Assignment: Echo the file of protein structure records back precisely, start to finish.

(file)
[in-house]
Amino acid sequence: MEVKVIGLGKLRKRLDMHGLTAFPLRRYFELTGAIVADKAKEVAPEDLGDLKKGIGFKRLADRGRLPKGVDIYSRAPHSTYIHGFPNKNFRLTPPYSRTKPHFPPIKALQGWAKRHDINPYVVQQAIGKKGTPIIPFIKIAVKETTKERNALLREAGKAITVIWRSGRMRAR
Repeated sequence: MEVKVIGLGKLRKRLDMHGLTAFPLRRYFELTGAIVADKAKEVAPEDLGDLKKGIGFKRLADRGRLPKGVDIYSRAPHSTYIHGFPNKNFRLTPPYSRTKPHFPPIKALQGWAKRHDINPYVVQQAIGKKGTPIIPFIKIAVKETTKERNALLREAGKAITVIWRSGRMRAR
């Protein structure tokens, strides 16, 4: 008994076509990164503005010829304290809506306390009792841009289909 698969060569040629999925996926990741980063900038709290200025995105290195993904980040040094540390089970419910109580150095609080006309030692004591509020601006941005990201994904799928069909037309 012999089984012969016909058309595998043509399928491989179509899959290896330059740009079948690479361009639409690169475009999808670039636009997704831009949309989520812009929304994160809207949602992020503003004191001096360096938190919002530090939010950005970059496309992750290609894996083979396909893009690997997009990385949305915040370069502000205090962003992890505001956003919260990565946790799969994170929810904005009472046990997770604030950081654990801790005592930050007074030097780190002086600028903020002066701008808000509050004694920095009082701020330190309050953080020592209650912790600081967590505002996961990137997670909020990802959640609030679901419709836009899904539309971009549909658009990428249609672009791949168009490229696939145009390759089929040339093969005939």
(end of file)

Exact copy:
[in-house]
Amino acid sequence: MEVKVIGLGKLRKRLDMHGLTAFPLRRYFELTGAIVADKAKEVAPEDLGDLKKGIGFKRLADRGRLPKGVDIYSRAPHSTYIHGFPNKNFRLTPPYSRTKPHFPPIKALQGWAKRHDINPYVVQQAIGKKGTPIIPFIKIAVKETTKERNALLREAGKAITVIWRSGRMRAR
Repeated sequence: MEVKVIGLGKLRKRLDMHGLTAFPLRRYFELTGAIVADKAKEVAPEDLGDLKKGIGFKRLADRGRLPKGVDIYSRAPHSTYIHGFPNKNFRLTPPYSRTKPHFPPIKALQGWAKRHDINPYVVQQAIGKKGTPIIPFIKIAVKETTKERNALLREAGKAITVIWRSGRMRAR
């Protein structure tokens, strides 16, 4: 008994076509990164503005010829304290809506306390009792841009289909 698969060569040629999925996926990741980063900038709290200025995105290195993904980040040094540390089970419910109580150095609080006309030692004591509020601006941005990201994904799928069909037309 012999089984012969016909058309595998043509399928491989179509899959290896330059740009079948690479361009639409690169475009999808670039636009997704831009949309989520812009929304994160809207949602992020503003004191001096360096938190919002530090939010950005970059496309992750290609894996083979396909893009690997997009990385949305915040370069502000205090962003992890505001956003919260990565946790799969994170929810904005009472046990997770604030950081654990801790005592930050007074030097780190002086600028903020002066701008808000509050004694920095009082701020330190309050953080020592209650912790600081967590505002996961990137997670909020990802959640609030679901419709836009899904539309971009549909658009990428249609672009791949168009490229696939145009390759089929040339093969005939």